M. Serdani, R.A. Spotts, J.M. Calabro, J.D. Postman
Powdery mildew (PM), caused by the fungus Podosphaera leucotricha, occurs in most pear-growing areas of the world. PM causes economic losses due to reduced market value of russeted fruit as well as the increased need for fungicides. A recent study of PM resistance was done using the core Pyrus germplasm collection at NCGR-Corvallis, which consists of about 200 cultivars and species selections identified to represent most of the genetic diversity present of this crop. It includes 29 Asian cultivars (ASN), 107 European cultivars (EUR) as well as hybrids and pear species selections. Trees were evaluated for PM symptoms from natural field infections during 2003, by counting the number of leaves with symptoms on ten current year shoots. In 2001-2003, three trees of each core accession were grafted on potted seedling rootstocks, artificially inoculated in a greenhouse, grown under suitable PM conditions and evaluated for symptoms. EUR were overall more susceptible to PM than ASN, with 47% of EUR and 25% of ASN (field) and 93% of EUR and 43% of ASN (greenhouse) being infected with PM. Average PM incidence in the greenhouse (8% for ASN and 31% for EUR) was much higher compared to field infections (2% for ASN and 6% for EUR). In the field, 33% ASN and 38% of EUR with PM symptoms had a mean PM value of >10%. Symptoms were more severe in the greenhouse, with 62% ASN and 80% of EUR with PM symptoms having a mean PM value of >10%. Cultivars with consistent low PM ratings may have good promise for developing improved PM resistant cultivars in future pear breeding programs.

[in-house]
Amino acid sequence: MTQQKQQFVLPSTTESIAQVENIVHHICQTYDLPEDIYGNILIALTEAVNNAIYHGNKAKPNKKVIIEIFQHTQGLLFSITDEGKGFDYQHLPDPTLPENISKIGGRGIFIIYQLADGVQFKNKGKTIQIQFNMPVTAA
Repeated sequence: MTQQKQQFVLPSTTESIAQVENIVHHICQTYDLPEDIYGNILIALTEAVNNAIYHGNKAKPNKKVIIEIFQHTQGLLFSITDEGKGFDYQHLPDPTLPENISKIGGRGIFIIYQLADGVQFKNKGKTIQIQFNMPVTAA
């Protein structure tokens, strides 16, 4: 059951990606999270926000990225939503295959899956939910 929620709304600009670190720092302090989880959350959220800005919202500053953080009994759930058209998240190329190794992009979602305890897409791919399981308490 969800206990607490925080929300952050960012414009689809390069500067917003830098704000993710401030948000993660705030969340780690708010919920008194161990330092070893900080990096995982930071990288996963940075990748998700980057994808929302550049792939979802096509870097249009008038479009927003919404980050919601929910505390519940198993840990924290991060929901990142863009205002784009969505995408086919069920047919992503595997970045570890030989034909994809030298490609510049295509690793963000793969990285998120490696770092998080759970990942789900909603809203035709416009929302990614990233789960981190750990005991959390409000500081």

Serdani, M., Spotts, R.A., Calabro, J.M. and Postman, J.D. (2005). POWDERY MILDEW RESISTANCE IN PYRUS GERMPLASM. Acta Hortic. 671, 609-613
DOI: 10.17660/ActaHortic.2005.671.85
Podosphaera leucotricha, evaluation, pear, foliar symptoms, fruit russet, nursery disease

Acta Horticulturae